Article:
July 23, 2024

F-22s Conduct First US Airstrikes in Afghanistan


Morning Coffee is a robust blend of links to news around the Internet concerning the Naval Air Station Patuxent River Morning Coffee logoeconomic community. The opinions expressed here do not reflect opinions of the Leader’s owners or staff.

Military Times reports F-22s conduct the US’s first airstrikes in Afghanistan, destroying eight Taliban opium production facilities. Air Forces Central Command said the F-22 was used “for a variety of reasons, but primarily to mitigate collateral damage and civilian casualties by employing small diameter bombs carried by the aircraft.”

The chief prosecutor of the International Criminal Court requested authorization to investigate the US military and CIA for alleged war crimes and crimes against humanity in Afghanistan, reports The Washington Post. Fatou Bensouda, a Gambian jurist who has been the ICC’s chief prosecutor since 2012, confirmed earlier suspicions that the US would be implicated in the probe.

Washington Examiner reports the Pentagon is headed for another stopgap budget in December. Gen. Mark Milley says the Budget Control Act forcing spending caps and continuing resolutions “are not the way to go here.”

Meanwhile, the massive 2018 defense authorization bill, includes a the biggest military pay raise in eight years, reports Military Times. But the 2.4 percent raise is also the mandated standard pay raise under federal law.

Navy advancement quotas show improving odds for moving up, reports Navy Times. About 25,000 sailors will get the fall advancement results for active duty, reserve full-time support, and selected reserve E-4 through E-6 in time for Thanksgiving.

President Donald Trump’s administration has re-designated North Korea as a state sponsor of terror, reports The Washington Post, nearly a decade after the George W. Bush administration removed the rogue nation from the list.

US Air Force and  Navy join the search for a lost Argentine submarine, reports Air Force Times. Two C-17 Globemaster IIIs and a C-5M Super Galaxy were dispatched to Argentina, bringing with them two underwater rescue systems to aid in the search for A.R.A. San Juan, an Argentine navy submarine that went missing in the south Atlantic Ocean on Nov. 15.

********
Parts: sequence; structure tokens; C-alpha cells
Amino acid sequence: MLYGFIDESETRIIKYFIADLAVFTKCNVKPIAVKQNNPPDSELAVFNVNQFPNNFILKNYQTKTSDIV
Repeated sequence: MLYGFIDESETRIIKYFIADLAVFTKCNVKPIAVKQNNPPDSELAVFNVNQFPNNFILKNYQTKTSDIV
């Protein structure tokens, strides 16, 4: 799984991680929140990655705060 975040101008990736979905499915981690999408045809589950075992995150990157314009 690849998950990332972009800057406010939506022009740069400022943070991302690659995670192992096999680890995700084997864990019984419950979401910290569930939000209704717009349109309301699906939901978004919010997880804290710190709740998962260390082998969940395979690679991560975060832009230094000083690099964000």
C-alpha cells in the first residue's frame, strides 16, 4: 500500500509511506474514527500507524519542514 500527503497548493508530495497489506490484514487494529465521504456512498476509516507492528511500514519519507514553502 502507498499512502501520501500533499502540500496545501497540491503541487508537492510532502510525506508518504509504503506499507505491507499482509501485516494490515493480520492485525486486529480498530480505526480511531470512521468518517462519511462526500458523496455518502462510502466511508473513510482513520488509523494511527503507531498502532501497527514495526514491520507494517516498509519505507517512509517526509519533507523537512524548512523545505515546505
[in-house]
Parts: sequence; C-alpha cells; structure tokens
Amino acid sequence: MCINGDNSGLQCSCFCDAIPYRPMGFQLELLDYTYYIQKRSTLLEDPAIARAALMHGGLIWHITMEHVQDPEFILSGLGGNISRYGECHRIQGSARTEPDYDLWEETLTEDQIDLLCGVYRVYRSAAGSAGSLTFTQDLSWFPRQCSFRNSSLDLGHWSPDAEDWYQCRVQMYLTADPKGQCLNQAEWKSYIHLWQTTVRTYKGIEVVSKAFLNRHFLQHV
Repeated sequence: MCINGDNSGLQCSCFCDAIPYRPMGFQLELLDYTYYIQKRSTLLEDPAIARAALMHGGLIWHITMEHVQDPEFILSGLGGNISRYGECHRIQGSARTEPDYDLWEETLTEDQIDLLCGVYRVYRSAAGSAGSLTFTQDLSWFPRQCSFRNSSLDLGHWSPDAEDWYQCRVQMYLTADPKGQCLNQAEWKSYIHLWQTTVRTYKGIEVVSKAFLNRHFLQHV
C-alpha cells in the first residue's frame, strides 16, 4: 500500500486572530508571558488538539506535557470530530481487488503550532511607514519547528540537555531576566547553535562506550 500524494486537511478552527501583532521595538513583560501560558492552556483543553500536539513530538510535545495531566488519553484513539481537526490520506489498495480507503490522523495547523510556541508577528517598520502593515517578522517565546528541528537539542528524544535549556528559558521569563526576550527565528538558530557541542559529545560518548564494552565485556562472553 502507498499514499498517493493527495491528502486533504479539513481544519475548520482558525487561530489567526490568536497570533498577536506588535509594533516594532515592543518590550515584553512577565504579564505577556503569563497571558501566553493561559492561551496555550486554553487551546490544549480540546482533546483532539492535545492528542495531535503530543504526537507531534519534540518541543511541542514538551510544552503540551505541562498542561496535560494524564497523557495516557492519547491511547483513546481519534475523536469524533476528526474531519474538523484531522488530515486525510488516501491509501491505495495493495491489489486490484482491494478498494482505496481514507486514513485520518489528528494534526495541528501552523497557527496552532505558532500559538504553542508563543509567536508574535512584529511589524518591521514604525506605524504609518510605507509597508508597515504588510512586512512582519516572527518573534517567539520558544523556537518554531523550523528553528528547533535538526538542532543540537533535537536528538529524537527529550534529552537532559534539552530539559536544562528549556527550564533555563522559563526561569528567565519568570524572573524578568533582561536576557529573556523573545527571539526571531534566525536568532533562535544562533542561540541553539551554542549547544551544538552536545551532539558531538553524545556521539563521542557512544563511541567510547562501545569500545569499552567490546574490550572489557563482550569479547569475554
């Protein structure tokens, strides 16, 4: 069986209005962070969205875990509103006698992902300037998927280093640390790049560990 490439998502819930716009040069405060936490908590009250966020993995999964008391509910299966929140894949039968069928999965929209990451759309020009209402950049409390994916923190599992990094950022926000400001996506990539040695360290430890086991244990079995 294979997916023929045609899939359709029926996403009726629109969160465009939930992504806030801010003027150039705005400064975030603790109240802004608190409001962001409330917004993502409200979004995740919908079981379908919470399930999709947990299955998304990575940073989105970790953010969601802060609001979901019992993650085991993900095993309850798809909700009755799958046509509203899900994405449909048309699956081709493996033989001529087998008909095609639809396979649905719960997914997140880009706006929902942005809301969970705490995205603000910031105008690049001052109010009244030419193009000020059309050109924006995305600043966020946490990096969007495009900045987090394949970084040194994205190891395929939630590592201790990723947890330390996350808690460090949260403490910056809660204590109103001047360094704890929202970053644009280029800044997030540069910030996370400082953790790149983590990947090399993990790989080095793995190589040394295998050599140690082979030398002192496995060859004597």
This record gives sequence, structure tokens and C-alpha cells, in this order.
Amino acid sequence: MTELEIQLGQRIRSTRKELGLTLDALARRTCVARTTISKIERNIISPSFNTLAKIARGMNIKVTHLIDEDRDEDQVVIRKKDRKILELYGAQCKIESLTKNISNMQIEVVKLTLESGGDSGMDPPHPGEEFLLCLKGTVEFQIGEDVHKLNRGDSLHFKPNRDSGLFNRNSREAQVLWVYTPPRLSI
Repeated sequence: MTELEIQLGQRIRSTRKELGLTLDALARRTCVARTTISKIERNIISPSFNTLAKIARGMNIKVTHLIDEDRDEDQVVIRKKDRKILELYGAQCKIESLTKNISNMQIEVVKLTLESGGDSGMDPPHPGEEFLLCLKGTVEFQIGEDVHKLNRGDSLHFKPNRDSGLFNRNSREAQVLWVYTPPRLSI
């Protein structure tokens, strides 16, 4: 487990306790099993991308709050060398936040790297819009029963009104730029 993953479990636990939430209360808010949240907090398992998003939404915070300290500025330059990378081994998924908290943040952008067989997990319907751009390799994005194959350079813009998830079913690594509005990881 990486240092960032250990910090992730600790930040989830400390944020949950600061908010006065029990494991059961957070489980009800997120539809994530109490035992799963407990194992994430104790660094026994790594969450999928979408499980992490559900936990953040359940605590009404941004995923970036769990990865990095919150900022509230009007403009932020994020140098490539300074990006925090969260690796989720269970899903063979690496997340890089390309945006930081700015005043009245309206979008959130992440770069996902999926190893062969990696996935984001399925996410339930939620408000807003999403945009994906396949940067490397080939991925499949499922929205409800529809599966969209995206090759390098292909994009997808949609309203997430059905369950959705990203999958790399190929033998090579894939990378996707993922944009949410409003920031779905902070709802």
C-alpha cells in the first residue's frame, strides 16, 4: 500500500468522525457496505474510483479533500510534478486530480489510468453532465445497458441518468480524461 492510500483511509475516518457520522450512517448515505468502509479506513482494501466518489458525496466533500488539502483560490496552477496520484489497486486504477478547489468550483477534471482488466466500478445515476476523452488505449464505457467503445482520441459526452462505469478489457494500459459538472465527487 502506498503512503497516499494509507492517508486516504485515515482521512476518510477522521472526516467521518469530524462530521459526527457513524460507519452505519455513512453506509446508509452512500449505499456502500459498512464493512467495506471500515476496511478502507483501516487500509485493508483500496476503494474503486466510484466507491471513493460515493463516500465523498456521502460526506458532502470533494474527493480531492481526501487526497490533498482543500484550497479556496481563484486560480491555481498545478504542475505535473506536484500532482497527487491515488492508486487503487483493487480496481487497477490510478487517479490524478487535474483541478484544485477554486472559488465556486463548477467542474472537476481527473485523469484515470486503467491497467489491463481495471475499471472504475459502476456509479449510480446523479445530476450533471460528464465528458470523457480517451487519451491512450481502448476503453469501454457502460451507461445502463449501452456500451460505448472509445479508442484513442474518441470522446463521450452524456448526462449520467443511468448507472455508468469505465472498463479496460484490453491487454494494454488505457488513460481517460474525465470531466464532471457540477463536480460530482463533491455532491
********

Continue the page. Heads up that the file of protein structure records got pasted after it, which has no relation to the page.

Why are Marines still driving Humvees? asks Marine Corps Times. Facing budget cuts, the Marine Corps in 2015 canceled its program to upgrade 6,700 of its Humvees. The corps plans to start replacing some of the Humvees in 2019 with the Joint Light Tactical Vehicle, a faster and better-armored truck with a V-shaped hull to deflect blasts from below.

USNI says the Coast Guard should focus on buying heavy icebreakers, instead of three heavy and three medium icebreakers. Current budget restraints suggest the service would be better off block-buying four ships all of the same design, according to an analysis by the American Society of Naval Engineers.

The Department of Homeland Security plans to cancel a temporary residence program that has allowed nearly 59,000 Haitians to live and work in the United States, report The Hill. Acting Homeland Security Secretary Elaine Duke gave Haitians living with Temporary Protected Status until July 22, 2019, to either leave the country or apply for a different legal immigration category.


Northrop Grumman Systems Corp., Woodland Hills, California, is being awarded $10,709,752 for firm-fixed-price delivery order 3000 against a previously issued basic ordering agreement (N00019-15-G-0026). This delivery order provides for the delivery of 54 technical refresh mission computers for incorporation into the production line H-1 aircraft. Work will be performed in Baltimore, Maryland (42 percent); Salt Lake City, Utah (38 percent); and Woodland Hills, California (20 percent), and is expected to be completed in May 2020. Fiscal 2016, 2017 and 2018 aircraft procurement (Navy); and fiscal 2018 research, development, test and evaluation (Navy) funds in the amount of $10,709,752 are being obligated at time of award, $793,904 of which will expire at the end of the current fiscal year. The Naval Air Systems Command, Patuxent River, Maryland, is the contracting activity.

National Academy of Sciences, Washington, District of Columbia, has been awarded a $30,000,000 cost contract to provide a board that will serve as the convening authority to conduct, facilitate, and manage periodic discussions, workshops and studies on science and technical topics of interest to the Army. Bids were solicited via the Internet with one received. Work locations and funding will be determined with each order, with an estimated completion date of Nov. 20, 2022. Army Contracting Command Aberdeen Proving Ground, Aberdeen, Maryland is the contracting activity (W911NF-18-D-0002).

Booz Allen Hamilton, McLean, Virginia, has been awarded a $14,744,131 cost-plus-fixed-fee, completion type contract for research and development. The contract provides for applied and advanced research and development where the overall and primary research objective of the virtual combat studies and analysis task is to maintain and improve the virtual combat lab’s virtual and constructive modeling, simulation, and analysis experimental technologies. Work will be performed at Wright-Patterson Air Force Base, Ohio; Dayton, Ohio; and McLean, Virginia, with an expected completion date of Feb. 21, 2023. This contract was a competitive acquisition and three offers were received. Fiscal 2017 research and development funds in the amount of $1,003,000 are being obligated at time of award. Air Force Research Laboratory, Wright-Patterson AFB, Ohio, is the contracting activity (FA8650-18-C-1010).

Leave A Comment